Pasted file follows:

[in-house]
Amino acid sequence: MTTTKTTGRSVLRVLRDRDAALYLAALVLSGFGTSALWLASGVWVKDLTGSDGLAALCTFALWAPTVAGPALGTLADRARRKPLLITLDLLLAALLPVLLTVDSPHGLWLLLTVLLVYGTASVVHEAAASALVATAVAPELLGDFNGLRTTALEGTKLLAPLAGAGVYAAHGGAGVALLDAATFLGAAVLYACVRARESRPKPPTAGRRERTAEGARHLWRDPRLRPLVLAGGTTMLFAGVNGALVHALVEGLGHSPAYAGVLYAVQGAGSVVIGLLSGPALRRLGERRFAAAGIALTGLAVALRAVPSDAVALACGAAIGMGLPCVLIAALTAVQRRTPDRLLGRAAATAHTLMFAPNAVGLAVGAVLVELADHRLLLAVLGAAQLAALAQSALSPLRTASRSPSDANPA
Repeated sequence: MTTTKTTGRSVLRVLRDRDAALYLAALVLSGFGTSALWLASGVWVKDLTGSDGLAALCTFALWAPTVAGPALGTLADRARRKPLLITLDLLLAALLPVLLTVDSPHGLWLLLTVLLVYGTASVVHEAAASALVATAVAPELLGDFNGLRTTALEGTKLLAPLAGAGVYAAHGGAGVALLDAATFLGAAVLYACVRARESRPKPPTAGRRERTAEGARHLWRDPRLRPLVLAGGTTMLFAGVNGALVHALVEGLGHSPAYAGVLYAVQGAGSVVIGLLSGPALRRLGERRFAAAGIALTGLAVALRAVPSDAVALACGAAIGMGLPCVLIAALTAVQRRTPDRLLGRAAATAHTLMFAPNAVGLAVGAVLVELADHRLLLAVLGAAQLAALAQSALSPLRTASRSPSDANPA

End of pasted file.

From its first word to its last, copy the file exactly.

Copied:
[in-house]
Amino acid sequence: MTTTKTTGRSVLRVLRDRDAALYLAALVLSGFGTSALWLASGVWVKDLTGSDGLAALCTFALWAPTVAGPALGTLADRARRKPLLITLDLLLAALLPVLLTVDSPHGLWLLLTVLLVYGTASVVHEAAASALVATAVAPELLGDFNGLRTTALEGTKLLAPLAGAGVYAAHGGAGVALLDAATFLGAAVLYACVRARESRPKPPTAGRRERTAEGARHLWRDPRLRPLVLAGGTTMLFAGVNGALVHALVEGLGHSPAYAGVLYAVQGAGSVVIGLLSGPALRRLGERRFAAAGIALTGLAVALRAVPSDAVALACGAAIGMGLPCVLIAALTAVQRRTPDRLLGRAAATAHTLMFAPNAVGLAVGAVLVELADHRLLLAVLGAAQLAALAQSALSPLRTASRSPSDANPA
Repeated sequence: MTTTKTTGRSVLRVLRDRDAALYLAALVLSGFGTSALWLASGVWVKDLTGSDGLAALCTFALWAPTVAGPALGTLADRARRKPLLITLDLLLAALLPVLLTVDSPHGLWLLLTVLLVYGTASVVHEAAASALVATAVAPELLGDFNGLRTTALEGTKLLAPLAGAGVYAAHGGAGVALLDAATFLGAAVLYACVRARESRPKPPTAGRRERTAEGARHLWRDPRLRPLVLAGGTTMLFAGVNGALVHALVEGLGHSPAYAGVLYAVQGAGSVVIGLLSGPALRRLGERRFAAAGIALTGLAVALRAVPSDAVALACGAAIGMGLPCVLIAALTAVQRRTPDRLLGRAAATAHTLMFAPNAVGLAVGAVLVELADHRLLLAVLGAAQLAALAQSALSPLRTASRSPSDANPA